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Lightroom Classic CC 2018: Core i7 9700K & i9 9900K Performance

Written on October 19, 2018 by Matt Bach


Lightroom Classic CC is much better at using a higher number of CPU cores than its predecessor, but for many tasks the speed of each core is often more important than the total number of cores. With the launch of the new 9th Gen Intel Core Processors, Intel has made a number of improvements including a small frequency bump and an increase in core count. Where the current top-end consumer Core i7 CPU (the Core i7 8700K) has only 6 cores and a max Turbo of 4.7 GHz, the Core i7 9700K and i9 9900K both have 8 cores and a 4.9-5.0 GHz max Turbo frequency. Since Lightroom tends to value both core count and frequency, these new CPUs should do great but the only way to know for sure is to actually benchmark them and find out.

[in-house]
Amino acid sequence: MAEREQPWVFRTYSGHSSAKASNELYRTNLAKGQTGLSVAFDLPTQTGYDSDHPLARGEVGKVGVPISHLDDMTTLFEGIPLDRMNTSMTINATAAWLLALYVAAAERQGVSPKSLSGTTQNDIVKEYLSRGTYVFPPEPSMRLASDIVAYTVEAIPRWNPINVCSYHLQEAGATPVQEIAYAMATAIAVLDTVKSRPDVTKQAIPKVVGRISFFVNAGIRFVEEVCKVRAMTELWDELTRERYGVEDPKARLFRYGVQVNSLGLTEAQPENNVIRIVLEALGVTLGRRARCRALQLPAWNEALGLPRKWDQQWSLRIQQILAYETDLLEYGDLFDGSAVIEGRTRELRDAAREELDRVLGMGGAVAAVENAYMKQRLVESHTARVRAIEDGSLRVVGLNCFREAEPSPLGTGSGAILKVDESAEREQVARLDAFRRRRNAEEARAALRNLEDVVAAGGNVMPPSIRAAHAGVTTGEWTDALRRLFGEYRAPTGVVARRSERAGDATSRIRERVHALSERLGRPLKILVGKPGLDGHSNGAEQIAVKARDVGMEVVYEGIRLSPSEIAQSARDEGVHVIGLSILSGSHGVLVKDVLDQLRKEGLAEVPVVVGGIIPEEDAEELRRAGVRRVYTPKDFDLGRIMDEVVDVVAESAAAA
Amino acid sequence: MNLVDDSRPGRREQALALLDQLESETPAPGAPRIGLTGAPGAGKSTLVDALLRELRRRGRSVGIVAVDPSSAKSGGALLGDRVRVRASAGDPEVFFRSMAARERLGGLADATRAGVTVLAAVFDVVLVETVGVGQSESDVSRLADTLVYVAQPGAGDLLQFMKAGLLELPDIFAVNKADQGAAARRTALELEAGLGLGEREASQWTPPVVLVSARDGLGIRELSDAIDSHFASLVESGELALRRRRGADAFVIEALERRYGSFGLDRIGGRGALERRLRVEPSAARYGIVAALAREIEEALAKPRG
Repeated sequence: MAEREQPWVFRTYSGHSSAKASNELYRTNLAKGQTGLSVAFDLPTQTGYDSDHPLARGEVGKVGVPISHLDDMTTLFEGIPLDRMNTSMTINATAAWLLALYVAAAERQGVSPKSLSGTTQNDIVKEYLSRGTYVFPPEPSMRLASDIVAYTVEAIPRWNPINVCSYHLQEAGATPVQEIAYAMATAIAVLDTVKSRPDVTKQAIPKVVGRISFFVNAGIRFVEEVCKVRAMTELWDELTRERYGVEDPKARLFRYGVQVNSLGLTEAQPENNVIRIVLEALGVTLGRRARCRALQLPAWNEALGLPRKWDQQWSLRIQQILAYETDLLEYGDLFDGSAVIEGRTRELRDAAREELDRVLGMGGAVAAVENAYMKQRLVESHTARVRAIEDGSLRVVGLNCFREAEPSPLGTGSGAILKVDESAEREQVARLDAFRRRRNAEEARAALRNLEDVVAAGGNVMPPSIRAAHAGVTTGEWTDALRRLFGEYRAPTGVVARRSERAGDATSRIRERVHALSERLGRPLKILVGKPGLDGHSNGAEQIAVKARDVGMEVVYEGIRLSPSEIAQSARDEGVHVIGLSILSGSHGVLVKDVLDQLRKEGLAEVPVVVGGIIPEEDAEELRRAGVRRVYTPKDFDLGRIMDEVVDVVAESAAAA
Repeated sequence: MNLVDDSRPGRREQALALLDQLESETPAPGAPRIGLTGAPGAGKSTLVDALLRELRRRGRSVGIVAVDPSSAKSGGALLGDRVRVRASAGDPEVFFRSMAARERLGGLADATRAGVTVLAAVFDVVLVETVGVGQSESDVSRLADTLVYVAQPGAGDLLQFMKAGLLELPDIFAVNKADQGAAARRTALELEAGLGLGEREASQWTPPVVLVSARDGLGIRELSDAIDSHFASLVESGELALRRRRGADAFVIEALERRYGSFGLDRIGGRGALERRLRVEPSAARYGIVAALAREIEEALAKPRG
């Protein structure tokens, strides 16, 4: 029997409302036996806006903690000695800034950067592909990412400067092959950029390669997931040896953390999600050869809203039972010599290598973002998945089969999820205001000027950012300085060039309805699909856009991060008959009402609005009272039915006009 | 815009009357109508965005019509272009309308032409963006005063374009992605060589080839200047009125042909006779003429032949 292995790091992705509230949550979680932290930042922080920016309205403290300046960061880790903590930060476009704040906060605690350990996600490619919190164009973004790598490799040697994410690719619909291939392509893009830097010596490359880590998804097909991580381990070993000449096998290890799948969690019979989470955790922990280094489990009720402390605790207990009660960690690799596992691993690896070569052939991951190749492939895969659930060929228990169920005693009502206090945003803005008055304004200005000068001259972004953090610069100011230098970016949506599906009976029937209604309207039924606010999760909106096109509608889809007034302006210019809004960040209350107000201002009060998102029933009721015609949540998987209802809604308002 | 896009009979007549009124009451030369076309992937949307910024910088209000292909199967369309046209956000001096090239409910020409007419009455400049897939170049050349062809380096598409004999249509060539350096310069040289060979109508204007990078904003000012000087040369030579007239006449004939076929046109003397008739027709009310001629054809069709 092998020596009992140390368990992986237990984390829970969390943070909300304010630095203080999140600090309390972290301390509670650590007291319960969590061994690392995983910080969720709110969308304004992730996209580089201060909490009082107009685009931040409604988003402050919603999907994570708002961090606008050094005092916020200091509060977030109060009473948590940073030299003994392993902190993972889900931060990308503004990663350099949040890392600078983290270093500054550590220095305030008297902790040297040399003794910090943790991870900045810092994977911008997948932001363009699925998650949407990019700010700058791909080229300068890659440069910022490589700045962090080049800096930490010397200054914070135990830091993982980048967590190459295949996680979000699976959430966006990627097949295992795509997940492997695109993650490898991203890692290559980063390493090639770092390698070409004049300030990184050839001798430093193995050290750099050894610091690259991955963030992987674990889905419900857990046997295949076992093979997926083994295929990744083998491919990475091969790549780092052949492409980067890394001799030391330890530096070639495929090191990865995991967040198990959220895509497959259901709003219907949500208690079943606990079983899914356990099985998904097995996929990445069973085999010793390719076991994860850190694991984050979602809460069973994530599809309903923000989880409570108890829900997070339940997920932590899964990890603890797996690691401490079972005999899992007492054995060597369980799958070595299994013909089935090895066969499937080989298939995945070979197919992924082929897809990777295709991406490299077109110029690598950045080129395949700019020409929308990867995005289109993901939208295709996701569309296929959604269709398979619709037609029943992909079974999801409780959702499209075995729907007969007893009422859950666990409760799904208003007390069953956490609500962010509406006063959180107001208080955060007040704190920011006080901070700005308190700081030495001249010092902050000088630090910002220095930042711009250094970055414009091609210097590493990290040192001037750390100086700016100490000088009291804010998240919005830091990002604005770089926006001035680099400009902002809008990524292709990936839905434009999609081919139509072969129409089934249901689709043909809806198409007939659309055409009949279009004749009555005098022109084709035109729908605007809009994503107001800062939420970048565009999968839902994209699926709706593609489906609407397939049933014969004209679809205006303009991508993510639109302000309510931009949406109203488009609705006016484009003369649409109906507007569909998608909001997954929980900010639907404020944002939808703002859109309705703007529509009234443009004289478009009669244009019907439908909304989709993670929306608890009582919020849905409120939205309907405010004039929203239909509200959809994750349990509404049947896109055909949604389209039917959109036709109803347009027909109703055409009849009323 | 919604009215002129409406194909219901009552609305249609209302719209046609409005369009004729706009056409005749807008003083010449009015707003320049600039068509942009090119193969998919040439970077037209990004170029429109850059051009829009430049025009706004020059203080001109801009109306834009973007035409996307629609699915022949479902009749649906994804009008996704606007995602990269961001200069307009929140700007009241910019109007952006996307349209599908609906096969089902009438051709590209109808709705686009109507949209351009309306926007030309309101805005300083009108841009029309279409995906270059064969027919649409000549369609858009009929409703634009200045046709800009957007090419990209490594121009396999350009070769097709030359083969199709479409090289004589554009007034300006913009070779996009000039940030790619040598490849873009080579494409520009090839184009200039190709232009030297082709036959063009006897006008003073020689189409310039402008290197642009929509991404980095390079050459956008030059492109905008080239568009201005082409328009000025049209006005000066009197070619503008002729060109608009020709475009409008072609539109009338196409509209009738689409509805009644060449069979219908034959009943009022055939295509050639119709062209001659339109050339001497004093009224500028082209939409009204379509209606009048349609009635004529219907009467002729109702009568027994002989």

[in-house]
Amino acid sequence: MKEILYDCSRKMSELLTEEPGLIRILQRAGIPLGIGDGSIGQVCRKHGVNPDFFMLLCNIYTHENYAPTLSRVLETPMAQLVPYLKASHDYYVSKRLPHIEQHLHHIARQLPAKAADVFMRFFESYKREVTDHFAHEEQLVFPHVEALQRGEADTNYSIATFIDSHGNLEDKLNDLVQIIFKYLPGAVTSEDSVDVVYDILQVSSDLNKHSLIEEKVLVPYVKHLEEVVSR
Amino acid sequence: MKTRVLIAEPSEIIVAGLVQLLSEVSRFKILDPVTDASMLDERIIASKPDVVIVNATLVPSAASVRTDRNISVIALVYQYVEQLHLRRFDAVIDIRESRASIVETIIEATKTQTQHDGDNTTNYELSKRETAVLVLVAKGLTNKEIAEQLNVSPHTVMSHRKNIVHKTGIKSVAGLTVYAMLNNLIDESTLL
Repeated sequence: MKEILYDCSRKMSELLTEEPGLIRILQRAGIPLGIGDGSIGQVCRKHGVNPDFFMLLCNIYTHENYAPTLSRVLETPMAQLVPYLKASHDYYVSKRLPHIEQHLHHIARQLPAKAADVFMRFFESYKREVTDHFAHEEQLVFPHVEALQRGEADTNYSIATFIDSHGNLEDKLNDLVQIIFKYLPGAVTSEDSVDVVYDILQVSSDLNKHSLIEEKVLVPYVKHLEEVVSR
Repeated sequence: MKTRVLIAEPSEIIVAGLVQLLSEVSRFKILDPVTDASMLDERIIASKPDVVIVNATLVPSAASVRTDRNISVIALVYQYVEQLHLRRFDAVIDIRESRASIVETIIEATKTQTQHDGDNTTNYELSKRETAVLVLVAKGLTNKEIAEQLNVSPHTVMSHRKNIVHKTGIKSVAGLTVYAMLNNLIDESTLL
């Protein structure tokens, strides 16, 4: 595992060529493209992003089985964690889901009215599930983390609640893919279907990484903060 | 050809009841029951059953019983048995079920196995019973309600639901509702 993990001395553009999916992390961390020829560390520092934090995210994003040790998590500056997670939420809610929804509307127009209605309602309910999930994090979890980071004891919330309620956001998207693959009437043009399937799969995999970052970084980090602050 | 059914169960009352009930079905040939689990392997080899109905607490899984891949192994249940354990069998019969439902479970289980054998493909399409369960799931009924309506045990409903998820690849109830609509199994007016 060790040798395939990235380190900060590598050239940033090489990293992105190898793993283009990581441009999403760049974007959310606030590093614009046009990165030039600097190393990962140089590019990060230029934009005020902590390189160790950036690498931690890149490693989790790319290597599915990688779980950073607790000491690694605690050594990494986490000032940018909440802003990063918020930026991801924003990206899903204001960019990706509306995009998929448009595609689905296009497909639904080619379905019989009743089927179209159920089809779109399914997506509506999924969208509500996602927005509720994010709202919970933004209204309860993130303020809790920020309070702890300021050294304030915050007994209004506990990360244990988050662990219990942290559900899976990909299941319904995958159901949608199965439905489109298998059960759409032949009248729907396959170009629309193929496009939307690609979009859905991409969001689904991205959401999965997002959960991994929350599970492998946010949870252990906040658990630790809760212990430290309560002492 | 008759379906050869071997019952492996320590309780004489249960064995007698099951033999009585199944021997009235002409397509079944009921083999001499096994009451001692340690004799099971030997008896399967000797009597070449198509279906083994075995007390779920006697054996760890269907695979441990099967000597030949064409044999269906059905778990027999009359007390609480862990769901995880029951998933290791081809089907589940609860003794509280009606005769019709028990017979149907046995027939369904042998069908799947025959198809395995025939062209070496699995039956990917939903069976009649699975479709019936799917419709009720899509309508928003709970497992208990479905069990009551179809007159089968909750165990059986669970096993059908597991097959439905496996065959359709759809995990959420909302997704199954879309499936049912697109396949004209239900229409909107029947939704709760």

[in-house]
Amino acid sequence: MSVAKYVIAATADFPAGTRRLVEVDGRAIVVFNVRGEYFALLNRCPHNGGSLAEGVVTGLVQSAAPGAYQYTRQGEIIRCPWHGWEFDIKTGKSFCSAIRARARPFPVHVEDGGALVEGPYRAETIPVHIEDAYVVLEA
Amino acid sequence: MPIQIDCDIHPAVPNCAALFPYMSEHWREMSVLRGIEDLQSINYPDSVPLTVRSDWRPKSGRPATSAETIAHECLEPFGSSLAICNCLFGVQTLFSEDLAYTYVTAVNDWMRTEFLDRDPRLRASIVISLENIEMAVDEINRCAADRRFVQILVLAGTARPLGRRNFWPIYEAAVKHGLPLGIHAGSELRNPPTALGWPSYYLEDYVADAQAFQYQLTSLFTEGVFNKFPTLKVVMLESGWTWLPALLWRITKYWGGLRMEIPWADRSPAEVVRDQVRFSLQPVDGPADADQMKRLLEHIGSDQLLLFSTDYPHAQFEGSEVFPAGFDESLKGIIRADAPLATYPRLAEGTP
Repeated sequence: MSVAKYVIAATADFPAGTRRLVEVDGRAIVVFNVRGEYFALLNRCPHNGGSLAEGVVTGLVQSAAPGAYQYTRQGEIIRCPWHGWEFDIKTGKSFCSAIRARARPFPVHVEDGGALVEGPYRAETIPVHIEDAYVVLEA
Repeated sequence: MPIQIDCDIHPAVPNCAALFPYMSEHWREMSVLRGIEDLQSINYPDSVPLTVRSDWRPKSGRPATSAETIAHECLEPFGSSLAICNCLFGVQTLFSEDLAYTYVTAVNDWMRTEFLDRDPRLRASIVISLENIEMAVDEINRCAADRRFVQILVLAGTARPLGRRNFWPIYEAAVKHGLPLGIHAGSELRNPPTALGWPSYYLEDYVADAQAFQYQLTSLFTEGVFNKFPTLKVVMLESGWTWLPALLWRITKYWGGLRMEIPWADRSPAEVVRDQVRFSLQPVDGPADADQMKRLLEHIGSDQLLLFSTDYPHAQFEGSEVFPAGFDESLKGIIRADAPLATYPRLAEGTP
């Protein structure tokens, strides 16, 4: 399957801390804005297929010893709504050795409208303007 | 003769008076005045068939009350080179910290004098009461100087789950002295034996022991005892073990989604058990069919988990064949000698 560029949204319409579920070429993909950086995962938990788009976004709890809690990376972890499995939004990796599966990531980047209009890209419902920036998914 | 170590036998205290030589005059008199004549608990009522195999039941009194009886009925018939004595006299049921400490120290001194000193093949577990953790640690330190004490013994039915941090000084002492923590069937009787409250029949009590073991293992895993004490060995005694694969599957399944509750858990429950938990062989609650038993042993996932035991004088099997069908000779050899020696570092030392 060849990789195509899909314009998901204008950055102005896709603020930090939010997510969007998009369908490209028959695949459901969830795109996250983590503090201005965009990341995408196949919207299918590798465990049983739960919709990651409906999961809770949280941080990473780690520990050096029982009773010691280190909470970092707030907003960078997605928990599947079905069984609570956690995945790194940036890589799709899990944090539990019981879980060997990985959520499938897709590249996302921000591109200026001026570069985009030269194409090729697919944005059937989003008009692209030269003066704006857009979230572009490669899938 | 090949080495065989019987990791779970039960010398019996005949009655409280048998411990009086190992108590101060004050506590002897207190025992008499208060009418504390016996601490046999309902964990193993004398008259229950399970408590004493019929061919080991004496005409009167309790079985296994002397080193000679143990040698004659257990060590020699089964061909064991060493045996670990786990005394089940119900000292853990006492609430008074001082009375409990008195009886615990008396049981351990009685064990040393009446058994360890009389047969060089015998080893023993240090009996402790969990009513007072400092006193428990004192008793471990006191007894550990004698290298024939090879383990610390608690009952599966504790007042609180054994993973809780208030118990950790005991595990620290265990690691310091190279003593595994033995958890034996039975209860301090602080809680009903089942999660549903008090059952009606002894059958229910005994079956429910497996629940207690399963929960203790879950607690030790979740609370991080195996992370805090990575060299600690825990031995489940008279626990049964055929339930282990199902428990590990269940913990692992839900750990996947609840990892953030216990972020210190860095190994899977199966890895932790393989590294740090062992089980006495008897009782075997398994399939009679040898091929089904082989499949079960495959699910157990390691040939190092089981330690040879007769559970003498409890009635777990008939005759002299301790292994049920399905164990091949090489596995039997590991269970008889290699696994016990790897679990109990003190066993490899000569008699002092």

If you would like to skip over our test setup and benchmark result/analysis sections, feel free to jump right to the Conclusion section.

Test Setup & Methodology

Listed below are the systems we will be using in our testing:

While benchmarking the i7 9700K and i9 9900K against the i7 8700K is likely the most direct comparison we could make, we also wanted to see how these new CPUs stack up against a number of other processors. AMD vs Intel is always a popular discussion, so we included the Ryzen 7 2700X - which tends to be cheaper than either of these new CPUs - as well as the Threadripper 1920X which is similar in price to the i9 9900K. To get an idea of whether or not purchasing a more expensive Intel CPU would give you a notable increase in performance, we also include the i7 7820X and the i9 7900X.

To thoroughly test each processor, we will be using two sets of images: one set of 22MP.CR2 RAW images taken on a Canon EOS 5D Mark III and a set of 45MB .NEF RAW images taken on a Nikon D850.

While our Lightroom testing is still evolving, we are currently able to accurately benchmark the following tasks with both sets of images: